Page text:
Figure 1

Percentage overweight and obese children in Primary 1 (Local Authority funded schools) in Lothian

Source: Child Health Surveillance Program, ISD Scotland

Overweight and obesity levels have increased dramatically in all age groups over the past thirty years. It is estimated that up to two thirds of adults and one third of children and young people are now overweight or obese (see Figure 1 & Table 1). Problems of this scale are not simply the result of a lack of will power by individuals. There is clear evidence from the English school surveillance programme, and more recently from the Scottish school surveillance programme, that overweight and obesity in childhood increases with deprivation. Last year’s Public Health annual report [1] looked at obesity and the environment, highlighting the need to make neighbourhoods more friendly for walking and cycling and to change food production, distribution and composition. This article focuses specifically on child healthy weight.

Initiatives and interventions

“Overweight and obesity levels have increased in all the age groups over the last 30 years.

In December 2007, the Scottish Government announced a new target [2] for NHS Boards to deliver a family-centred weight management intervention to overweight and obese children and young people, with a focus on healthy eating, physical activity and behavioural change. In Lothian we were set a target of delivering such a programme to almost 3000 children. This was the first time that government policy was accompanied by investment to tackle child healthy weight across Scotland. Colleagues from a wide range of different organisations in Lothian (NHS, local authorities, leisure organisations, voluntary sector and universities) met to identify the best way to meet this target.

Table 1

Definitions of overweight and obesity in children and adults [3]

A calculator estimating BMI centile (children) and BMI (adults) is available at the following link:

Colleagues from across the statutory and voluntary sectors were concerned about the impact of screening and targeting the large numbers of overweight/obese children and young people required to meet the Scottish Government target. There was general concern that such an approach could cause stigma for families and harm the relationship between professionals and parents. As a result, we started to consider two distinct approaches as an alternative:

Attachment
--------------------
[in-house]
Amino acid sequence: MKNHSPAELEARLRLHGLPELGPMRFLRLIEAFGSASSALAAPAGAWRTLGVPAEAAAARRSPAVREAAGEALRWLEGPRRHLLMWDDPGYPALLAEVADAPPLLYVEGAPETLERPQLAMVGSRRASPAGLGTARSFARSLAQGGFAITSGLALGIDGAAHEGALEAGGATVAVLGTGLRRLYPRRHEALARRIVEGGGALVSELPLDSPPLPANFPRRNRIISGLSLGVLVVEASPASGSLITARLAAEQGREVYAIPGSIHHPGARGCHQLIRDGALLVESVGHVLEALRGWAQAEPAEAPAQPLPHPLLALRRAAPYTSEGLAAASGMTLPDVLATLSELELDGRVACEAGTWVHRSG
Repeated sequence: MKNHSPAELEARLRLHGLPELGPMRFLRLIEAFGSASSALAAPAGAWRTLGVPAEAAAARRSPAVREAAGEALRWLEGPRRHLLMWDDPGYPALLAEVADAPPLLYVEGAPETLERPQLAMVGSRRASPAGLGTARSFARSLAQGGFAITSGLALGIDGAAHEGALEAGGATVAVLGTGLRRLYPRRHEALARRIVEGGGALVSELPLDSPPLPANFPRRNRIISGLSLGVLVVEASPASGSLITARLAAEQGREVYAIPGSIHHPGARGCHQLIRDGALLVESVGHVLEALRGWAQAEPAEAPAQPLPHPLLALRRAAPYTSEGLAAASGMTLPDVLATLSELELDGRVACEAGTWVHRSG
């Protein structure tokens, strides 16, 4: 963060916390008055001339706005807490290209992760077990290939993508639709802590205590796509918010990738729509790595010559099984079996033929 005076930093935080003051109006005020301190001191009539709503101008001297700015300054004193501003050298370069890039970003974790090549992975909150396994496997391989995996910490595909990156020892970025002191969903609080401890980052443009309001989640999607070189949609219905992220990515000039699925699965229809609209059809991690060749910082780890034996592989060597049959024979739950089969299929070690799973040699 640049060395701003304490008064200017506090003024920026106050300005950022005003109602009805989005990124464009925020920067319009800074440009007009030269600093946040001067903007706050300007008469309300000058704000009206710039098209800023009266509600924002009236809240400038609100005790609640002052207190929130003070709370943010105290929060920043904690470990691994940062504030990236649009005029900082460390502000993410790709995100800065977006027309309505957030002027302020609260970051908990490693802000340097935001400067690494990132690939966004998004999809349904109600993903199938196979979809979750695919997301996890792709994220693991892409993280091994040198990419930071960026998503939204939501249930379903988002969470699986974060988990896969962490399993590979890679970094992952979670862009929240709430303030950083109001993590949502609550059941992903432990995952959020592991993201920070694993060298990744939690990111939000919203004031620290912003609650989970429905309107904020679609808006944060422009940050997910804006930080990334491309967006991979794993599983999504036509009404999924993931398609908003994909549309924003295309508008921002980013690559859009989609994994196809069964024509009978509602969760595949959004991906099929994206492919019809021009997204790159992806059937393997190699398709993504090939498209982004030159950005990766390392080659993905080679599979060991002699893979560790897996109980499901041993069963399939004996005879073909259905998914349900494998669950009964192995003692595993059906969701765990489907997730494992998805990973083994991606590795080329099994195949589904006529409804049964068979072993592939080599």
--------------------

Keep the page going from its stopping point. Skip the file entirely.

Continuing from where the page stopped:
However, in early 2008 there were few high quality studies published in scientific journals on approaches to preventing childhood overweight and obesity. We searched for promising interventions, following leads from colleagues, conferences, reports and other sources. There was considerable interest in a French study called Ensemble, Prévenons L'Obésité des Enfants (EPODE) – which translates as ‘together, let’s prevent obesity in children’ – and its predecessor Ville Santé (‘healthy town’).

Figure 2

Childhood obesity prevalence data in Villé Santé (Healthy Town) and in CT (Control Town) [5]

A conference presentation provided some data unavailable elsewhere at that time. These studies took a whole-town approach, starting small (Ville Santé ran in the towns of Fleurbaix and Laventie with populations of 2,222 and 4,444 respectively) before expanding to larger towns with populations of up to 100,000 with EPODE. The French approach evolved in three stages, starting with schools and extending to include the whole town (for example large employers, supermarkets and food outlets) and, towards its later stages, expanding to include specific support for individuals when required (health coaching). The French approach involved a combination of social marketing run from central offices in Paris, and local involvement (leadership by the town mayor and community development) to tailor the programme to meet local requirements and maximise uptake.

Figure 3

Prevalence data of obesity according to socio-economic criteria in 2004 in VS and CT [5]

The preliminary results of the French approach were striking. Between 1992 and 2004 the proportion of children who were obese in the two towns fell from 11.4% to 8.8% (see Figure 2). Over the same period the proportion of obese children in two ‘comparison towns’ without the intervention increased from 12.6 to 17.8%. Crucially, the benefits were greatest for those children living in higher levels of deprivation (see Figure 3). The study was finally published in December 2008 [5]. The findings appeared to fit closely with our plans so we obtained agreement from the Scottish Government in early 2009 that we would adapt the EPODE preventive approach as the major focus of our work. Schools have been central to the development of the preventive programme which has involved the following stages:

By working with schools and colleagues in community learning and development and the voluntary sector we have been able to engage with families in areas of multiple deprivation, addressing healthy eating, cooking on a budget, physical activity and the links to wider health and wellbeing. This work is expected to lead to sustainable changes that will impact on the family and wider community, leading to further opportunities in training, volunteering and employment for some participants.

In addition to this community-based preventive approach we have worked with colleagues in two Scottish universities to develop a weight management programme called ‘Get Going’. This enables parents or professionals to seek specialist support for a child or young person who is obese or overweight. Many treatment services struggle to engage with children and families. This programme provides an opportunity to work with local families, communities and professionals to design more responsive and effective services.

Key points


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